To combat this troubling trend, I tried to drown my inner geologist with anything and everything offered up by the Bravo network.  It worked for a while.  Of course, there comes a point when one realizes that consuming junk might be satisfying in the interim, but it lacks sustainability and, in the long-term,  is detrimental – sorta like Oreos.

So, what does one do when faced with a situation such as this?

Go to the nearest art museum; attend a historical lecture; read some frivolous fiction; take a trip to the beach.

Kick that “right-brain” bitch out of bed and tell her to get her shit together.

I did.  I feel much better now.

A blog birthday

So, the old blog turns 2 today.

Cake balls for everyone!

photo source:  dallasnews.com
photo source: dallasnews.com

Camp NaNoWriMo: the aftermath

On Saturday, I surpassed my Camp NaNoWriMo goal by 4K+ words.

That means I won.

Yippee!

Time for a celebration.

Tequila and Ren Faire, it is.

Don’t judge me.

So, now it’s over.  The euphoria that comes with accomplishment is waning, and I am left with the aftermath of writing willy-nilly for a month straight without rereading or editing a single word – just a lot of marking and moving on.  A difficult concept for me, and frankly, the thought of facing what I’ve committed to paper scares me.

I did, though – at five in the morning, over my morning coffee.  My walk through was brisk.  It was all I could muster after four hours of sleep and the realization that I had forgotten to pick up french vanilla coconut milk coffee creamer on my way home.  Black coffee sweetened with refined sugar does not make for ideal shitty writing reading conditions.

I hear war stories from the NaNo veterans.  They assure me that cringe worthy writing is the norm.  After all, NaNo is not about producing a finished product, it’s about a commitment and dedication to the act of writing.  I suppose in this context, what I found was on par.  It is a bit overgrown in places, a little sparse in others.  There are rare bursts of brilliance encapsulated within thick sticky sludge.  Anna is still missing her retribution.   The fragility of her state of mind is not quite right, and her brother is without a completed introduction scene – again.   And the typos – sweet baby Jesus, don’t get me started on the typos.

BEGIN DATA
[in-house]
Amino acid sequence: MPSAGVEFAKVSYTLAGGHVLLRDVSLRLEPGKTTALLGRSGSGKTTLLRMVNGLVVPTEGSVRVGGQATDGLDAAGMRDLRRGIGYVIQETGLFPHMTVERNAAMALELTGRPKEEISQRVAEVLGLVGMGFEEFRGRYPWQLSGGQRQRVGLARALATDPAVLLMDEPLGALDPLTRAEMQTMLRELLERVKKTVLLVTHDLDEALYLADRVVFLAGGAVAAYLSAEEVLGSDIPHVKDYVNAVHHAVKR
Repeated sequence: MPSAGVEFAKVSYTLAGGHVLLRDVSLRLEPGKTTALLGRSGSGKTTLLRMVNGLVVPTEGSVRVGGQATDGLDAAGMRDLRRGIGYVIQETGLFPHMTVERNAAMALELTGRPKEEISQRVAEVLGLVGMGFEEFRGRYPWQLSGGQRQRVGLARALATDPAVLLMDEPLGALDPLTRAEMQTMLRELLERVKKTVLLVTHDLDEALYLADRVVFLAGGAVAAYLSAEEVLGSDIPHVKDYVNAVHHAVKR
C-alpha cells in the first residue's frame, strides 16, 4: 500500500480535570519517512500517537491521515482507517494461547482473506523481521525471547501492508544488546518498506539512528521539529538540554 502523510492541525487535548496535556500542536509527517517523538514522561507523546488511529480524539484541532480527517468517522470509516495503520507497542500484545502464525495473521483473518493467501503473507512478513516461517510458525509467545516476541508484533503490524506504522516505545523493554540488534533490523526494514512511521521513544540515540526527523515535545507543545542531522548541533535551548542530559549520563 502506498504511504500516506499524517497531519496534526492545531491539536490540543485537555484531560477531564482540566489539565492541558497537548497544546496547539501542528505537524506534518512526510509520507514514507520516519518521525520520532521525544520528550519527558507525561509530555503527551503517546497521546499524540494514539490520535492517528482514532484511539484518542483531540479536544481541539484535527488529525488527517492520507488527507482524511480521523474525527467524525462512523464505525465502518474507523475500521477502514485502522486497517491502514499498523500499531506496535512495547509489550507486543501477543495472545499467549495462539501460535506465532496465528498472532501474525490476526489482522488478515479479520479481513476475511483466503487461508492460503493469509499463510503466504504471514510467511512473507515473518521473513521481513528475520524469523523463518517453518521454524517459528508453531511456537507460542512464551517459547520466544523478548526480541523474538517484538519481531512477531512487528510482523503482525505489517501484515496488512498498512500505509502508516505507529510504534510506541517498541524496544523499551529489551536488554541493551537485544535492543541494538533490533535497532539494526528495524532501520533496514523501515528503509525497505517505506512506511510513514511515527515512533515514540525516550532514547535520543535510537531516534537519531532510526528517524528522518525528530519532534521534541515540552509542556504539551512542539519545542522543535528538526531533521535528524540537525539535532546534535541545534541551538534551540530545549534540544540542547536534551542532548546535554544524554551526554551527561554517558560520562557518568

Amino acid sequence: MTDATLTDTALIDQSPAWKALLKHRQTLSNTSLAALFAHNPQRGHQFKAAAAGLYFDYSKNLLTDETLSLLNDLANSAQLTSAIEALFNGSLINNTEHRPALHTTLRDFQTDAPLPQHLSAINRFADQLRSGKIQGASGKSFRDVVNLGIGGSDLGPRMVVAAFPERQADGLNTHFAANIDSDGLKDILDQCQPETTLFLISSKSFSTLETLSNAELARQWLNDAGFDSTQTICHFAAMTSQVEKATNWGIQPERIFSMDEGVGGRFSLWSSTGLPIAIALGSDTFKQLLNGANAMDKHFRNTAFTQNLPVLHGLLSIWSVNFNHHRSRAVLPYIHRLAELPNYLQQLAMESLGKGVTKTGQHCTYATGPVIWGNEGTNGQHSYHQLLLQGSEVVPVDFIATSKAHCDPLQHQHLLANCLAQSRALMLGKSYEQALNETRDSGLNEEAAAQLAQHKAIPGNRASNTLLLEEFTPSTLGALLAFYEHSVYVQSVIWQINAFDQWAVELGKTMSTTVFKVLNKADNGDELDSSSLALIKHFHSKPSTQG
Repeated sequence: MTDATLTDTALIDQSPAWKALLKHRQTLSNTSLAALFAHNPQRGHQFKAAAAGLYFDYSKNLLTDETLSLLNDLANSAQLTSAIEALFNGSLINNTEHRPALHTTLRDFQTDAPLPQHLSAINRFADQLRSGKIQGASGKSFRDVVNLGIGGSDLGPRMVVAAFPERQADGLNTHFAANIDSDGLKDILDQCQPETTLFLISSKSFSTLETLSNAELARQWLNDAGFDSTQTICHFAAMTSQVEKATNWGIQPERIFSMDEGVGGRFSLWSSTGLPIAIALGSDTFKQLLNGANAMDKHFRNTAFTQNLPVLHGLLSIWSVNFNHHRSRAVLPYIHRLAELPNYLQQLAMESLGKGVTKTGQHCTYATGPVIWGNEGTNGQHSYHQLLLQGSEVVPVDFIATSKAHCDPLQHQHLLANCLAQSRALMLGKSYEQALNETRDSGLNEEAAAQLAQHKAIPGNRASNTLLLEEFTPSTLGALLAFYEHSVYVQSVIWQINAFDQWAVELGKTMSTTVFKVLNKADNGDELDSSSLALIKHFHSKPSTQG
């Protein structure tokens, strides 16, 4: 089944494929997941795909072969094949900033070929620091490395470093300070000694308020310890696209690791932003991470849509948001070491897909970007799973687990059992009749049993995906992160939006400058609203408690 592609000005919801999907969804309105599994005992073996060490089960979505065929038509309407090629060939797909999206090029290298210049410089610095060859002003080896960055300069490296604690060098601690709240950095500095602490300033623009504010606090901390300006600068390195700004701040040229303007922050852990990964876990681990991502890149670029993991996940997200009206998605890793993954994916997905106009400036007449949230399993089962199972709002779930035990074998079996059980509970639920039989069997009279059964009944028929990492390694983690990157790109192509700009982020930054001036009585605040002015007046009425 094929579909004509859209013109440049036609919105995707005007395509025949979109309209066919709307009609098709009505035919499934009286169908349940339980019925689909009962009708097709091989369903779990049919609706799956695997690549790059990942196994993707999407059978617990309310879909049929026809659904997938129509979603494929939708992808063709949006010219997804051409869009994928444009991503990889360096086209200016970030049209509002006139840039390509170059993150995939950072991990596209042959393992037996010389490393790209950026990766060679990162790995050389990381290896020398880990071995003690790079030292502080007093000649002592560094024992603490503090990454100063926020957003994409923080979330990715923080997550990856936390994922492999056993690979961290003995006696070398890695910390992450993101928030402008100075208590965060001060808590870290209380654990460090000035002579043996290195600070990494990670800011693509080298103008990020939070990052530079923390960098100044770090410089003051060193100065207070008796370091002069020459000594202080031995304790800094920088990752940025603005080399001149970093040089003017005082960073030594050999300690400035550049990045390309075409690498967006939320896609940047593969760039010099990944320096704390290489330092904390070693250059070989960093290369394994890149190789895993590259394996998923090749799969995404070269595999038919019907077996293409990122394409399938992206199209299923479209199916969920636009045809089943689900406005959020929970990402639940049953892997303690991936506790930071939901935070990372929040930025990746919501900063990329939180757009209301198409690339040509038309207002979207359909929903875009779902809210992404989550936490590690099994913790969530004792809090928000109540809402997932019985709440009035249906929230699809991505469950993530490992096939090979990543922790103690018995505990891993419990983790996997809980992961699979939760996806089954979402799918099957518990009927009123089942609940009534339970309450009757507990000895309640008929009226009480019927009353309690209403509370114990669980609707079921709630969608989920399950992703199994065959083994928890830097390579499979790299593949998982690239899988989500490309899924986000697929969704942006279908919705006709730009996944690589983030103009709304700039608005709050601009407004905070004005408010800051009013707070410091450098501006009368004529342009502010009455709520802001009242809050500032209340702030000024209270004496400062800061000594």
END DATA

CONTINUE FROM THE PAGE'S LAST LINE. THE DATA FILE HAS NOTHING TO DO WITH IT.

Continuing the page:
It is a work in progress, ever evolving.  I am not displeased with what I’ve done – it could be worse.  I’m far from finished, but I am closer to the end.  In the last few days, I have been struck by an idea for a new opening scene.  It is something I’ve struggled with for a long time – where does Anna’s story begin?  This new scene captures Anna’s inability to cope, her helplessness and hopelessness, her quest for absolution.  In other words, Anna hitting rock bottom.  I think it works.  I hope it works.  I’m sure my writing group will tell me if it doesn’t.

On a side note, its inspiration comes from an album that I’ve listened to countless times and never before made the correlation.

It’s all in the timing, I suppose.

So, now what?

More writing, of course.

Anna needs to get her retribution back!

 

Almost Friday

Another gorgeous weekend is so close I can almost reach out and touch it.